World football’s governing body gave South Africa $100 million to invest in development projects after the 2010 World Cup, but had not previously said it would establish a similar “social fund” after the 2014 tournament in Brazil.
The Confederations Cup, which serves as a World Cup warm-up event, has been marred by protesters denouncing billions of dollars spent to host the World Cup – money some say should be going toward improving public services.
“We have left a legacy [in South Africa], a special fund of $100 million, this fund is controlled by the Football [Association] of [South] Africa, the government of South Africa and FIFA,” Blatter said in Rio de Janeiro.
“I am sure an amount like that, or even higher, will be possible to have here... the aim from FIFA is not to take profit out of the country but to put into the country.”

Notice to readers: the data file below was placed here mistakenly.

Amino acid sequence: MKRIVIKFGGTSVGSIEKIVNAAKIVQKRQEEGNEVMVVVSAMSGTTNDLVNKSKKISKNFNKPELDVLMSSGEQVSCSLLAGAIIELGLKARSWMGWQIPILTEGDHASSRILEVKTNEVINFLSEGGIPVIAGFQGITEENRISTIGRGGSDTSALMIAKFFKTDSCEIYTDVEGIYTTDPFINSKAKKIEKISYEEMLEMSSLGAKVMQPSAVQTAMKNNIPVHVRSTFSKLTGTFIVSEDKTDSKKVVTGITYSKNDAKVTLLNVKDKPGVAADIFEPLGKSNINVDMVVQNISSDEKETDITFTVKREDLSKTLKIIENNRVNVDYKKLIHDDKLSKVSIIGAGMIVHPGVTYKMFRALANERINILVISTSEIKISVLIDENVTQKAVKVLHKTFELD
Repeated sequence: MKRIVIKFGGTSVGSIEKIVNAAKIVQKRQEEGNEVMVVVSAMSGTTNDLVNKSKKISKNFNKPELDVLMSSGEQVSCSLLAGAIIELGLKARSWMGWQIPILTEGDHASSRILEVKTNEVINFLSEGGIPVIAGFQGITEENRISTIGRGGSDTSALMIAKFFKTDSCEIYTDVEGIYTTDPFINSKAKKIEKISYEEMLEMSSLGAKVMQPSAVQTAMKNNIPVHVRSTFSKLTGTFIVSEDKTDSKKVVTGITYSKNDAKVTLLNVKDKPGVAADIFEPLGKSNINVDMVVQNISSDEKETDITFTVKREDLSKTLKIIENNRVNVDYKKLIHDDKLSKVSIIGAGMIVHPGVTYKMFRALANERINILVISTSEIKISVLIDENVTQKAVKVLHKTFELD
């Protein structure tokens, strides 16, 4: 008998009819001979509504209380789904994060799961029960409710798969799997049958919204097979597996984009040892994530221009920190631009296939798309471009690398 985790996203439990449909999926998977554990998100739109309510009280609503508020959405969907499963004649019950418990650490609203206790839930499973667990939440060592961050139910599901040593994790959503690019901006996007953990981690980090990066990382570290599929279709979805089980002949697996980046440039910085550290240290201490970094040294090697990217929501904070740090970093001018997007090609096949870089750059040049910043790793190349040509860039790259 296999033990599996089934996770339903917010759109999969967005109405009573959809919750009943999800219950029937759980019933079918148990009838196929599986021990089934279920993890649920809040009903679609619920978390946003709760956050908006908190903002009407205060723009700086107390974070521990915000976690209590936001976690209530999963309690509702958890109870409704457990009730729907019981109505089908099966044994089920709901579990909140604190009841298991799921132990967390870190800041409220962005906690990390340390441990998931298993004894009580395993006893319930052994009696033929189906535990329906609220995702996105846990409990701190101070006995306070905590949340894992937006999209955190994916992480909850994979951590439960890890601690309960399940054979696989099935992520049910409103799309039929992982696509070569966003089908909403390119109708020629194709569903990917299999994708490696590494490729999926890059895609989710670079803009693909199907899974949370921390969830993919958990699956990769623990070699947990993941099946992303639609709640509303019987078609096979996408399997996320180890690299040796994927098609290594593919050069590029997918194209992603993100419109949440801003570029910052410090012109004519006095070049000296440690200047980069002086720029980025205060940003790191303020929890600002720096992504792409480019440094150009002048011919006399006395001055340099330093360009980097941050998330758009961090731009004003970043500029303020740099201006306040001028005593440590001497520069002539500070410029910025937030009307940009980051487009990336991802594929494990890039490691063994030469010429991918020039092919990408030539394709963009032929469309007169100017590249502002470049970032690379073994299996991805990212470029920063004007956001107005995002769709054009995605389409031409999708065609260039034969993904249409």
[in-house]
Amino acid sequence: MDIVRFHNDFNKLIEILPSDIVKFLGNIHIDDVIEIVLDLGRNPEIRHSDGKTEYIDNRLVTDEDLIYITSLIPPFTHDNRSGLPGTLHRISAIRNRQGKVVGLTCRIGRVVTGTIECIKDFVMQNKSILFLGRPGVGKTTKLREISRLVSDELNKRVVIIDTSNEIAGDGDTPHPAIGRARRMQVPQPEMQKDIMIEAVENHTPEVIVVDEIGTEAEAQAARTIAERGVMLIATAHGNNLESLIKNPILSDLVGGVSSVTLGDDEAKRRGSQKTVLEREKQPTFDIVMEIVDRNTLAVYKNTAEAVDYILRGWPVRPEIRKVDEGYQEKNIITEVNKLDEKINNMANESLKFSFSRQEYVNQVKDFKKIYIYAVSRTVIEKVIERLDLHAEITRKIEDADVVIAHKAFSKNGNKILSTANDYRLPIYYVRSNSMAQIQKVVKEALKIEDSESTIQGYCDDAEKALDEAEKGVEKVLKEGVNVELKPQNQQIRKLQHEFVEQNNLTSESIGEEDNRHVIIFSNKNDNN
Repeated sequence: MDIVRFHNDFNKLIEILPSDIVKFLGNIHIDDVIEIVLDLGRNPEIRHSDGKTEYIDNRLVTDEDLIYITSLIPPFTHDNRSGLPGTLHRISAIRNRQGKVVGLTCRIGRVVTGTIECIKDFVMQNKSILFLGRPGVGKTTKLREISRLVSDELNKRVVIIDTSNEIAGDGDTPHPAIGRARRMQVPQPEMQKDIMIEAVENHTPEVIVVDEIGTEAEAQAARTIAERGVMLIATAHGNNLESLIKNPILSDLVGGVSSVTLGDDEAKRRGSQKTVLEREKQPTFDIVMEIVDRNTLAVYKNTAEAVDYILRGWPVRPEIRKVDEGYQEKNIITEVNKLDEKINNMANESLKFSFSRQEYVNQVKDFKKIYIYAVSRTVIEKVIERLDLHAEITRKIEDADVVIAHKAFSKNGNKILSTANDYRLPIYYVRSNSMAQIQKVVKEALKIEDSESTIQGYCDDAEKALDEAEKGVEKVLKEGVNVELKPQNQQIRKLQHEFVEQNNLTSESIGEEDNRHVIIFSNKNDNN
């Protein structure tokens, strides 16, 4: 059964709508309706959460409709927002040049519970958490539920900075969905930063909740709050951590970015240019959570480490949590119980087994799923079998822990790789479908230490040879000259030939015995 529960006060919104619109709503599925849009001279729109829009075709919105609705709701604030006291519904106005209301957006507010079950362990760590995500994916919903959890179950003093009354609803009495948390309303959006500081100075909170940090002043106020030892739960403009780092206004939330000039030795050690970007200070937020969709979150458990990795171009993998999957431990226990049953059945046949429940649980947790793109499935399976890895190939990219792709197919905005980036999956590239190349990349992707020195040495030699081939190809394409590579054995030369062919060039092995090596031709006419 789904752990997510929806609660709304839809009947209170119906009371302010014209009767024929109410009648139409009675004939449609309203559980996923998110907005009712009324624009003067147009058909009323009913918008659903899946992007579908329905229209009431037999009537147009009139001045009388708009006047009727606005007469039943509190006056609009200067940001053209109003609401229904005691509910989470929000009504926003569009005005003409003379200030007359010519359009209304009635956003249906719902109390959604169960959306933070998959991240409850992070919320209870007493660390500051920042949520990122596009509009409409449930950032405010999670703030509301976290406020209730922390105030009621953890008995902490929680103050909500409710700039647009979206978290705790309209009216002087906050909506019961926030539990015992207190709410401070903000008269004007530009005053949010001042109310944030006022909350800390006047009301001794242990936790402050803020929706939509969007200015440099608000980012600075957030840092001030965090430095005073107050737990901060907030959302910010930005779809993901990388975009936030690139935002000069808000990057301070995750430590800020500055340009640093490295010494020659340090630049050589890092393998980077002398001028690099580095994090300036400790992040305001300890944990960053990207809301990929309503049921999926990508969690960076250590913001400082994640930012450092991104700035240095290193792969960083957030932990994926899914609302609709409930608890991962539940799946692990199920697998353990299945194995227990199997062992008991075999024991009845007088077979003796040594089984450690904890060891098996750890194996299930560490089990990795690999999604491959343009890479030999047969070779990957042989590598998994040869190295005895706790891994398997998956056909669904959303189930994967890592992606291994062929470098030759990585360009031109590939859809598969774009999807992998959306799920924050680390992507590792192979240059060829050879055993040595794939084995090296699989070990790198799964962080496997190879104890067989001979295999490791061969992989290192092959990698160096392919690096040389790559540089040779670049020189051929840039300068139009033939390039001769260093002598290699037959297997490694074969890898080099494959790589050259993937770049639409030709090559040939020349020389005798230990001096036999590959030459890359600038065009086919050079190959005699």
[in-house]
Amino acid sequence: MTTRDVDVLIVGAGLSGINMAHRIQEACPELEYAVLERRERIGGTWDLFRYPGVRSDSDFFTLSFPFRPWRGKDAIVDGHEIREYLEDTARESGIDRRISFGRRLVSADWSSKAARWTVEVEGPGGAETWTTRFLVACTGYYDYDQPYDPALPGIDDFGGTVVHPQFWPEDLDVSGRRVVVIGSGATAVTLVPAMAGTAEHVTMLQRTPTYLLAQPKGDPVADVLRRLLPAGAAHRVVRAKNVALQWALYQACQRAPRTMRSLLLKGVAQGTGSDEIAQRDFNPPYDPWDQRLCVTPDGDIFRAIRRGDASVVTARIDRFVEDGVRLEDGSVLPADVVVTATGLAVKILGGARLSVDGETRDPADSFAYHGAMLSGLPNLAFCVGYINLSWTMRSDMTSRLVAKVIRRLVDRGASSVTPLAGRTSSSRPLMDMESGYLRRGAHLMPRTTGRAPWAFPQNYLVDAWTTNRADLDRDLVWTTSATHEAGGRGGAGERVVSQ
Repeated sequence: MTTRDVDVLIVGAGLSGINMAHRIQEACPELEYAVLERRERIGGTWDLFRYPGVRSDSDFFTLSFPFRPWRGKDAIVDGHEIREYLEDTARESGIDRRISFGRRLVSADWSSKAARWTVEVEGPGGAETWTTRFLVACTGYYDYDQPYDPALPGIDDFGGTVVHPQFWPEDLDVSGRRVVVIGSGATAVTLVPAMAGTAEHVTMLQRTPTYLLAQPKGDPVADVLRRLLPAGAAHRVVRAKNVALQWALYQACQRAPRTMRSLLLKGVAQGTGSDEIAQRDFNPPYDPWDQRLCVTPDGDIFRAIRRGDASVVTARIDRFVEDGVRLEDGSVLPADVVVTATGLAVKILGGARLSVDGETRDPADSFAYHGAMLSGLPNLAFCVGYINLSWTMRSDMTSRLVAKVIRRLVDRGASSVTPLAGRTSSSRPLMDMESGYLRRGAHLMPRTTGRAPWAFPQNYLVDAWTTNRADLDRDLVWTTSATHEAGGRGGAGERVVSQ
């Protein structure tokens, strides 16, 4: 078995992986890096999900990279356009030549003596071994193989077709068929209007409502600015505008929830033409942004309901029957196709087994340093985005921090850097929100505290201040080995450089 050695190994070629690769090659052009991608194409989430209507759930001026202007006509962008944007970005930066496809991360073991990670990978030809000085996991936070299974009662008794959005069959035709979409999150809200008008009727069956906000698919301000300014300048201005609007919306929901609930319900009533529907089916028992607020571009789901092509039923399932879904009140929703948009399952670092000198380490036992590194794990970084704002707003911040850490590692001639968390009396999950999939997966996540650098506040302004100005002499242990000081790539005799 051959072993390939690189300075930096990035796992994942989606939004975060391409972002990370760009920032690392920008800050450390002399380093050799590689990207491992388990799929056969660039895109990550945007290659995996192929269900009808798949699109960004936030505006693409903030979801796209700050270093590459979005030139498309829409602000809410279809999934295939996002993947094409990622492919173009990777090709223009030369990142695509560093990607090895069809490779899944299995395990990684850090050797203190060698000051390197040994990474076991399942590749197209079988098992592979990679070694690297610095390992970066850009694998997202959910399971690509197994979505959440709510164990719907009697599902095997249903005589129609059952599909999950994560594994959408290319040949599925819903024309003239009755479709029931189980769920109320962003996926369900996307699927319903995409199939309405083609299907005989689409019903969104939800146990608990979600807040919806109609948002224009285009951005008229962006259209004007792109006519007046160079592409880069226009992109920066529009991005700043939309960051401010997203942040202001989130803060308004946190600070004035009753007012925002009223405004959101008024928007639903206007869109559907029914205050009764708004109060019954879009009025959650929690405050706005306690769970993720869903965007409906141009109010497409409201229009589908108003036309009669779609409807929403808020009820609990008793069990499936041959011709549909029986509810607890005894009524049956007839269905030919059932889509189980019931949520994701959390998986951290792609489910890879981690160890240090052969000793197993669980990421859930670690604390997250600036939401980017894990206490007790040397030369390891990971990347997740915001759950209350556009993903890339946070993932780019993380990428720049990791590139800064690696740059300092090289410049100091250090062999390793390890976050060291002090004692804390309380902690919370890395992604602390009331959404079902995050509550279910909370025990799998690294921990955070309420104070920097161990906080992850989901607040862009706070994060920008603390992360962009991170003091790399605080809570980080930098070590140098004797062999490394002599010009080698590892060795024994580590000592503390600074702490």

Blatter said he can “understand this social unrest” that has rocked Brazil while the current tournament has been taking place.
The demonstrations took off earlier this month over a ten-cent hike in bus and subway fares in Sao Paulo and morphed into a mass, nationwide movement voicing public dissatisfaction with a range of issues such as government corruption, poor education, health care and the spending on the World Cup.
The government is projecting that $13.3 billion will be spent on stadiums, airport renovations and other projects for the World Cup, with an estimated $3.5 bn on the 12 venues.
As violence escalated in the streets near to Confederations Cup matches, with protesters clashing with police, Brazilian President Dilma Rousseff pledged that her government would start to address the concerns of Brazilians and would invest in projects the public had been demanding.